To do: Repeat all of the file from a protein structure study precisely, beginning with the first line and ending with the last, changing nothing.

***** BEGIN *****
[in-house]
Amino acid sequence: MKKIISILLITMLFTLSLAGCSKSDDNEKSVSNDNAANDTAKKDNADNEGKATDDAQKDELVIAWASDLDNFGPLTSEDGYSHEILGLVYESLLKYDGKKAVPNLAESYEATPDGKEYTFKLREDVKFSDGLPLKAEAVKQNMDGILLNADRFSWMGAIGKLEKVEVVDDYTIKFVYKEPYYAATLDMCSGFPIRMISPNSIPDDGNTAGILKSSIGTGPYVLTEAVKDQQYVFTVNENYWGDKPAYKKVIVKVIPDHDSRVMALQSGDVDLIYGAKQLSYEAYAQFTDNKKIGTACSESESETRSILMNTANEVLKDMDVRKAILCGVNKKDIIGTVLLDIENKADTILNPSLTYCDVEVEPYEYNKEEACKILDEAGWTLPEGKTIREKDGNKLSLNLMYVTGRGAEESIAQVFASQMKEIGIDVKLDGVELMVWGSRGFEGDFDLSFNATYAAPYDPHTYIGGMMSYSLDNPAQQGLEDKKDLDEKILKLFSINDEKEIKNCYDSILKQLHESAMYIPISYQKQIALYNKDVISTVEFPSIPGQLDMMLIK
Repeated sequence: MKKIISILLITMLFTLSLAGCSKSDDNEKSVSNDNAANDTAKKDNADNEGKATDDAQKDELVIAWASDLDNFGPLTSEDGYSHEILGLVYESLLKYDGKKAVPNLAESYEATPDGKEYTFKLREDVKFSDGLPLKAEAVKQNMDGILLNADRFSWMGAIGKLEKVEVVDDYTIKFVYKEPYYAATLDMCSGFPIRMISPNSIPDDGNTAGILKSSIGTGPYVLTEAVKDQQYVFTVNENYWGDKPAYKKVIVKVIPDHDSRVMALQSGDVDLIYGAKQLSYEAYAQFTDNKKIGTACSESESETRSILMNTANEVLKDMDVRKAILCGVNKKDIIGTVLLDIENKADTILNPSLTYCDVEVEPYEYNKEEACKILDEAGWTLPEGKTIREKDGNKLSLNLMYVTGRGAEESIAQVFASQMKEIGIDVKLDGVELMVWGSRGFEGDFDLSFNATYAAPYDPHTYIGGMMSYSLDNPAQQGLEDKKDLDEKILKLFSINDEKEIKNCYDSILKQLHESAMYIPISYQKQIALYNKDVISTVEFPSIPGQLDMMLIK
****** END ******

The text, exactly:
[in-house]
Amino acid sequence: MKKIISILLITMLFTLSLAGCSKSDDNEKSVSNDNAANDTAKKDNADNEGKATDDAQKDELVIAWASDLDNFGPLTSEDGYSHEILGLVYESLLKYDGKKAVPNLAESYEATPDGKEYTFKLREDVKFSDGLPLKAEAVKQNMDGILLNADRFSWMGAIGKLEKVEVVDDYTIKFVYKEPYYAATLDMCSGFPIRMISPNSIPDDGNTAGILKSSIGTGPYVLTEAVKDQQYVFTVNENYWGDKPAYKKVIVKVIPDHDSRVMALQSGDVDLIYGAKQLSYEAYAQFTDNKKIGTACSESESETRSILMNTANEVLKDMDVRKAILCGVNKKDIIGTVLLDIENKADTILNPSLTYCDVEVEPYEYNKEEACKILDEAGWTLPEGKTIREKDGNKLSLNLMYVTGRGAEESIAQVFASQMKEIGIDVKLDGVELMVWGSRGFEGDFDLSFNATYAAPYDPHTYIGGMMSYSLDNPAQQGLEDKKDLDEKILKLFSINDEKEIKNCYDSILKQLHESAMYIPISYQKQIALYNKDVISTVEFPSIPGQLDMMLIK
Repeated sequence: MKKIISILLITMLFTLSLAGCSKSDDNEKSVSNDNAANDTAKKDNADNEGKATDDAQKDELVIAWASDLDNFGPLTSEDGYSHEILGLVYESLLKYDGKKAVPNLAESYEATPDGKEYTFKLREDVKFSDGLPLKAEAVKQNMDGILLNADRFSWMGAIGKLEKVEVVDDYTIKFVYKEPYYAATLDMCSGFPIRMISPNSIPDDGNTAGILKSSIGTGPYVLTEAVKDQQYVFTVNENYWGDKPAYKKVIVKVIPDHDSRVMALQSGDVDLIYGAKQLSYEAYAQFTDNKKIGTACSESESETRSILMNTANEVLKDMDVRKAILCGVNKKDIIGTVLLDIENKADTILNPSLTYCDVEVEPYEYNKEEACKILDEAGWTLPEGKTIREKDGNKLSLNLMYVTGRGAEESIAQVFASQMKEIGIDVKLDGVELMVWGSRGFEGDFDLSFNATYAAPYDPHTYIGGMMSYSLDNPAQQGLEDKKDLDEKILKLFSINDEKEIKNCYDSILKQLHESAMYIPISYQKQIALYNKDVISTVEFPSIPGQLDMMLIK